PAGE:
As mentioned earlier, the fiscal contribution (fci,s,t) is a measure of how much an agent of a particular type contributes to the government’s fiscal soundness for a certain period, but this alone cannot be a measure of the fiscal contribution of an agent. Even if an immigrant makes a positive fiscal contribution for a certain period, it should also be considered how much of a fiscal burden will arise if he/she lives in the host country past their retirement. Moreover, if a birth occurs in the host country, the fiscal contribution made by the immigrants’ descendants should also be considered. In order to determine the long-term effects of immigrants on public finances, the NPV of the fiscal effects must be included in the analysis for not only the instantaneous effects but also for the long-term effects.

Figure 7 illustrates the result after computing the average NPV of the natives by age. The average per-capita NPV for a newborn is estimated to be about 161.6 million won, which is a positive number.22 This means that the fiscal contribution (taxes and social security payments) that a child newly born in 2015 is expected to make on average is expected to be larger than the fiscal burden caused by him/her by 161.6 million won (according to the 2015 value). For the average Korean, it is estimated that the NPV is positive until the age of 42. After 43, the present value of the tax burden to be paid by the economic entity catches up to the government spending caused by him/her.


Figure 8 compares the NPV of average Korean to that of the average immigrant by age. When only considering immigrants with visas excluding non-professional employment (E-9) and work visit (H-2) types,23 the NPV of the native becomes negative from the age of 43, while that of the average immigrant (excluding those holding E-9 and H-2 visas) becomes negative from the age of 42. The NPV of Koreans tends to be slightly larger than that of immigrants in the range where the NPV is positive. In order for the comparison to be more visible, the average NPV of a 0-year-old immigrant is compared with the NPV of a newborn, although immigration at 0 years old is not very realistic. The NPV of a 0-year-old immigrant is only 60.2 million won, which is lower than that of a 0-year-old Korean newborn, as the average productivity and the labor force participation rate of the immigrants are both smaller than those of natives during their working years. Considering the overall immigrants’ average including E-9 and H-2 types, the average NPV of immigrants up to their 40s is lower but the transition from positive to negative is delayed because non-professionals and work visitors are short-term workers leaving Korea before their retirement. Because they mostly conduct economic activities and leave Korea before retirement, their NPVs are always positive.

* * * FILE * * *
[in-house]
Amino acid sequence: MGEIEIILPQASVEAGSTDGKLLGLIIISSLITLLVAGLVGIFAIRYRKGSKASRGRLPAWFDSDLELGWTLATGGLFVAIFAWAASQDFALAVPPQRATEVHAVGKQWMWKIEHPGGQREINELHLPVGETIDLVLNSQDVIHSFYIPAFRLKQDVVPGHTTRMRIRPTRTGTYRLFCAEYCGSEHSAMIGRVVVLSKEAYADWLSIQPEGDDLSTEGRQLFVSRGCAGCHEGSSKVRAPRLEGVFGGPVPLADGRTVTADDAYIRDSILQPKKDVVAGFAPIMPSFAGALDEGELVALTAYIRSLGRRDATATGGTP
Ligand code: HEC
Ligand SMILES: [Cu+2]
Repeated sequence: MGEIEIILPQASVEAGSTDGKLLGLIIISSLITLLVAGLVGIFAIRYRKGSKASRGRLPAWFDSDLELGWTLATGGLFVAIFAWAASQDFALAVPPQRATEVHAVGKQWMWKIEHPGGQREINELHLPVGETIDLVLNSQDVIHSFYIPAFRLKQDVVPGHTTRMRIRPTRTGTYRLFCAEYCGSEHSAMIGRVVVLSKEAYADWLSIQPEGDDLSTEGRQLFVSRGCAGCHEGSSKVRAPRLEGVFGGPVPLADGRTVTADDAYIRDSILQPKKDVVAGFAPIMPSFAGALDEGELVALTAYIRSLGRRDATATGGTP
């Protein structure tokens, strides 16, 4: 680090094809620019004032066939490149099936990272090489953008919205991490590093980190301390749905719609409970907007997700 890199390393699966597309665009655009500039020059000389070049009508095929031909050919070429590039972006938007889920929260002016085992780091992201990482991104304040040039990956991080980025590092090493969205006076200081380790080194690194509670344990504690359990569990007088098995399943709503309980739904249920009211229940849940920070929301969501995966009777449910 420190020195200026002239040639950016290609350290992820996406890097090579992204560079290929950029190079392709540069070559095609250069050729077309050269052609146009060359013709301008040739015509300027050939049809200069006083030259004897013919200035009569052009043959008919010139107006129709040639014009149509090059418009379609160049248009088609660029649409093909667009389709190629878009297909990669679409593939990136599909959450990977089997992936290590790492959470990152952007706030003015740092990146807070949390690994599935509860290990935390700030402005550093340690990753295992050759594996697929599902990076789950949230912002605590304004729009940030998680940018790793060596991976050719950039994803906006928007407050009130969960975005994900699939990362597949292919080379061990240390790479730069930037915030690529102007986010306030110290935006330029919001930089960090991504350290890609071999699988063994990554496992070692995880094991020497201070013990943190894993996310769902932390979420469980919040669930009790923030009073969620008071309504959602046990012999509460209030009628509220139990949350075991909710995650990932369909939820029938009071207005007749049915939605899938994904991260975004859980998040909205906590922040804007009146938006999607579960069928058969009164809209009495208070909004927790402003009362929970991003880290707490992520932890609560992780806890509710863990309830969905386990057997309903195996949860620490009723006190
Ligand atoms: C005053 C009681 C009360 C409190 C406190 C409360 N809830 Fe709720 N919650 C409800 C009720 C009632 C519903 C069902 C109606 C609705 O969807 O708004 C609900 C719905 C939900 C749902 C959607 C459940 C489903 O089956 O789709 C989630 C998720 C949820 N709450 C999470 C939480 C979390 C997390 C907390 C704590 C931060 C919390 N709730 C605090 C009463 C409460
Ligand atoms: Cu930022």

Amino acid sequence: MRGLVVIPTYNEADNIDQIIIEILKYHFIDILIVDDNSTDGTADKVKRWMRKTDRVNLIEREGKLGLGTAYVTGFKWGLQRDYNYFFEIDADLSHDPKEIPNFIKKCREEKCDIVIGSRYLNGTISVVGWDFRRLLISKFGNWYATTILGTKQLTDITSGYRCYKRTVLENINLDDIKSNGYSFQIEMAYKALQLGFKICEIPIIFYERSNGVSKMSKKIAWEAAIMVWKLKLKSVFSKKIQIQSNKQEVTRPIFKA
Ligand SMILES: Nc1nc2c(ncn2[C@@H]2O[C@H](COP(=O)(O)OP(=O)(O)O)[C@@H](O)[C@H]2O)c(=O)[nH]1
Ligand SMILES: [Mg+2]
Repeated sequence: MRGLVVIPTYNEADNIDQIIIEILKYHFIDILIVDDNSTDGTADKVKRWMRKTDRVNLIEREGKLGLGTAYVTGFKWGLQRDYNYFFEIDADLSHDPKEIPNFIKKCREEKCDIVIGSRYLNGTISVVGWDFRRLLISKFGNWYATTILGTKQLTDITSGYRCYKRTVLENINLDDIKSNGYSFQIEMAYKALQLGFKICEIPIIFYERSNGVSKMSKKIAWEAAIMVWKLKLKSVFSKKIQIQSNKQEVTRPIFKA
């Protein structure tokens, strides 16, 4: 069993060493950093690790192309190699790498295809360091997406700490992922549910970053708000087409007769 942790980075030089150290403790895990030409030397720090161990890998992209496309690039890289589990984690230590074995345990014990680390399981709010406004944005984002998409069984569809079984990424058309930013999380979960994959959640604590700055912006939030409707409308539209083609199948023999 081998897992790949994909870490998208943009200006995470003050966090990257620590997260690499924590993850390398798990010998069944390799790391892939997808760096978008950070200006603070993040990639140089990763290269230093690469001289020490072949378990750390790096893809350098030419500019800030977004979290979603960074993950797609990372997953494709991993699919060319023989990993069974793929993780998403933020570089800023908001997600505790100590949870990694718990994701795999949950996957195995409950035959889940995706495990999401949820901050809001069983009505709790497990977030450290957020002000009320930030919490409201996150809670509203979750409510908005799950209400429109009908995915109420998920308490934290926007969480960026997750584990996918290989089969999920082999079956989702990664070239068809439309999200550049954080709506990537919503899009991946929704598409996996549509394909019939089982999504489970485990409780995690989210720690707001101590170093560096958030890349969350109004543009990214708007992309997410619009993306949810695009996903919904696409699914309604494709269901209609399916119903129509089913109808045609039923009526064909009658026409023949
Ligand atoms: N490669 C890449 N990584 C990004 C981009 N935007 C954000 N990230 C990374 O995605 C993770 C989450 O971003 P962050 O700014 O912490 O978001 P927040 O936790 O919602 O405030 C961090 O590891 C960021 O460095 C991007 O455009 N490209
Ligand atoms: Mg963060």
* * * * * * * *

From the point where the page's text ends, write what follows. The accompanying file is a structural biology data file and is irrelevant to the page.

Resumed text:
Figure 9 demonstrates this more clearly. It compares the age-specific NPV of Koreans to those of non-professionals and work visitors directly. For native Koreans, the NPV up to their mid-30s is much higher than those of non- professionals and work visitors. However, as the age increases, the NPV of native Koreans declines sharply, while the NPVs of non-professionals and work visitors exhibit a stable path over time.